I had no focus, no point just painting. I couldn't think of anything so I scribbled a lot and made a painting from the scribble. Kind of like when you watch clouds and see a shape. This was the best I could do. And this is as far as I could take it because I didn't know how to paint the rock texture or where to go from here or how exactly to take it further and make it more detailed. I wanted to make it more detailed and nicer but it was a no go. Also this is a one layer painting. I used sharpen towards the end
Okay, first I'm no master but i hope this information will help when you're painting!
You need to focus on a few things before you ever start worrying about textures!
first, composition, what is the focus of the painting? where are you trying to draw the interest of the viewer? What is the perspective or where do the vanishing points go?
Next, colour and light. you got a good sense of contrast but your sense of lighting needs work
Lastly work on the edges, you can render a rock all you like but at the end of the day it will never look right if it has soft edges.
If you want to know how you can improve on these things, here are a few things you can do:
1. Master Studies (Old masters like John Singer Sergent and Frederic Edwin Church) This will help with composition and colour.
2. Photo Studies will help with form and edges and also texture.
3. Imaginative studies, take what you've learned and put it into practice.
Lastly, here are a few places you should check out for input and advice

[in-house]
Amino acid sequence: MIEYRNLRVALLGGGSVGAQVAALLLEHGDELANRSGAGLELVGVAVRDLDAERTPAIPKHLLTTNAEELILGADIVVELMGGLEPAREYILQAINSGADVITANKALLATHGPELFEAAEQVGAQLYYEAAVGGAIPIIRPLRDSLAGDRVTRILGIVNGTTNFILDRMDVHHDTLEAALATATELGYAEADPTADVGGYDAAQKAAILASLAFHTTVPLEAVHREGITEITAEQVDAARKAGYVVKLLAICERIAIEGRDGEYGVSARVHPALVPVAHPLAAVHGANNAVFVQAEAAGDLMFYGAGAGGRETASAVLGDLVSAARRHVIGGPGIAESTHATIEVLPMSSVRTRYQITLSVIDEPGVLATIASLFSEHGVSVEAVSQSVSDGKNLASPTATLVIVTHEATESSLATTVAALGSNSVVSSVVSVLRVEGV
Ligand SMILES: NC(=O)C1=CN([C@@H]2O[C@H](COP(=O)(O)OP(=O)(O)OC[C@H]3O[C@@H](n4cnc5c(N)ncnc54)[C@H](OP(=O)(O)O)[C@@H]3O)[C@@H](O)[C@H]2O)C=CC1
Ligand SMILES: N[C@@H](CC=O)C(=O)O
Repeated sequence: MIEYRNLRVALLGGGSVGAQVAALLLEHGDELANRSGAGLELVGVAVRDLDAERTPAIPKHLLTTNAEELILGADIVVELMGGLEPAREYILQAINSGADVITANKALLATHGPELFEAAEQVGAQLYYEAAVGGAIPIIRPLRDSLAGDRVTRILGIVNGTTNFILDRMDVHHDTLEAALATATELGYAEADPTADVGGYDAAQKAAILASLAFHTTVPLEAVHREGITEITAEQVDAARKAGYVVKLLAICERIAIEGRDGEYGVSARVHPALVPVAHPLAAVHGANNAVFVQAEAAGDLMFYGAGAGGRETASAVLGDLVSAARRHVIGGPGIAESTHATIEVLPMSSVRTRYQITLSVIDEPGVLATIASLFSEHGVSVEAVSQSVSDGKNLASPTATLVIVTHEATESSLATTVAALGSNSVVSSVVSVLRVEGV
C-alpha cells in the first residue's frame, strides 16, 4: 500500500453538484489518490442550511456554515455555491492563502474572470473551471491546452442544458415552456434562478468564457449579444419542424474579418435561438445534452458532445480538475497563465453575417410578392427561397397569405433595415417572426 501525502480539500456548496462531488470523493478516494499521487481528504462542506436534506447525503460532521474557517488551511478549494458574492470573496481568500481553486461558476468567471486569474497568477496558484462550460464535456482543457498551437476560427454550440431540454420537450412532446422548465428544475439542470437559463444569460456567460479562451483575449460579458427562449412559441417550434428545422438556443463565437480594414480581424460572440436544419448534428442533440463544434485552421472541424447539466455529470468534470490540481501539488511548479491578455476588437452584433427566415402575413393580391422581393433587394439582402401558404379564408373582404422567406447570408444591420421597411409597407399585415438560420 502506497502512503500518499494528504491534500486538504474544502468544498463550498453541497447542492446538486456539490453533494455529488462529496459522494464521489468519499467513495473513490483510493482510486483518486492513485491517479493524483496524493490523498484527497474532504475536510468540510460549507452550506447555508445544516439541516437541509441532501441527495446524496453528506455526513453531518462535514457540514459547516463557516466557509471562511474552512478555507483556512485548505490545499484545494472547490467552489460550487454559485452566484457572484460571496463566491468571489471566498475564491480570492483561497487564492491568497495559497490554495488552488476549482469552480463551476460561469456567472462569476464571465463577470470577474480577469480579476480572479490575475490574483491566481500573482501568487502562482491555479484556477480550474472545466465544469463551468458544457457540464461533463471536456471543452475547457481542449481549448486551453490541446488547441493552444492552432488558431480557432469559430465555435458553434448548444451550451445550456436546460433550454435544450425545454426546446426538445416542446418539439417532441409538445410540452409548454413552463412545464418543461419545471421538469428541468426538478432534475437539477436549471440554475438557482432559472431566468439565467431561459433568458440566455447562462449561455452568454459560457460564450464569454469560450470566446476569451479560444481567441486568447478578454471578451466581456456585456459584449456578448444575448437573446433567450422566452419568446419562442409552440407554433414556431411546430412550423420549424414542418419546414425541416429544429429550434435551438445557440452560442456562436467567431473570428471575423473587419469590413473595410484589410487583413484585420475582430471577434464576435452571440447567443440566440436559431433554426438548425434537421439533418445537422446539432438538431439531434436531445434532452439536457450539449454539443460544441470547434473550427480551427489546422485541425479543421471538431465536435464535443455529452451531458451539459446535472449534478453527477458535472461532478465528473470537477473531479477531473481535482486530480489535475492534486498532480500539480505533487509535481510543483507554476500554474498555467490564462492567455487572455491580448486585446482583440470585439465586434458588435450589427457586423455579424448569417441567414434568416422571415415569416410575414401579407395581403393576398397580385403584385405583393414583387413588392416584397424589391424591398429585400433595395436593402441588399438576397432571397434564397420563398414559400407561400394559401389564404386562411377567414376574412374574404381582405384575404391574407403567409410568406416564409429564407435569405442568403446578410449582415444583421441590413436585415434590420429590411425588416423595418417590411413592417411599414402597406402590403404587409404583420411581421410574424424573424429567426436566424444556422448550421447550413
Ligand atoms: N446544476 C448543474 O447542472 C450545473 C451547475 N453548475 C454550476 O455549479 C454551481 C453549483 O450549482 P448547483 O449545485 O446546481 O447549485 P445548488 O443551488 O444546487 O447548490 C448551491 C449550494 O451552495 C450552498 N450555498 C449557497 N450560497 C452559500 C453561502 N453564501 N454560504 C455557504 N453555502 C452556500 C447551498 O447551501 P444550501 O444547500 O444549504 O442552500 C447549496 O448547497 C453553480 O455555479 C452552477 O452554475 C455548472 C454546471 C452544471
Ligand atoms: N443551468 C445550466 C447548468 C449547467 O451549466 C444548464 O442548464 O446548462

Remember to take your time when painting, its not race, no one will tell you off for spending 30 hours on a painting, work out all the the problems on your own time and you will finish with a piece you can be happy with keep it up!!
Please don't be offended but I am well aware of all of these things. I tried two years this way only to produce nothing. It stressed me out so much that I spent more time worrying than doing. But then I found FZDSchool on youtube. His advice to absolute beginners in one video was to just draw, don't worry about how it looks or the perspective, worry about that later when you become more familiar and when you start to produce an idea of your painting and try to learn from all the mistakes so next time you might have an idea to focus on and also to persevere to the very end and it's working for me personally. I really recommend checking out some of his videos, he's very inspiring and I have seen several helpful things about painting and perspective as well as other various tips watching his videos www.youtube.com/user/FZDSCHOOL….
My teacher from high school also said this to me and it's how I got better at painting people until I was ready to have focus and use guidelines, because you will learn something if you at least try and do it even if it's bad and not done properly, it gives you guidance and more experience for the next painting. In 2yrs trying the way you mentioned, I spent more time worrying or fixing perspective than painting and learning to draw and paint rocks and landscape. So I'm trying to start from the absolute bottom up and too I am very much a character artist and spent to much time on one subject so my skills are spoiled a bit for landscape. Even more so, because I do a lot of toon style so my colouring is very skew wiff at the moment. I do greatly appreciate you taking this time and I hope others will find this helpful because I am positive that they will, but for me personally this approach is too soon and stressful. I'm also aware of Chris Oatley, I follow him here on DA and he told me some very encouraging words about other artists that are colour blind or having trouble seeing colour like others. He's really nice and I have enjoyed his tutorials that I've watched but personally some of the methods don't suit the type of ways I learn how do things. Also the other links are amazing, thank you for sharing!! I will check them out more thoroughly later.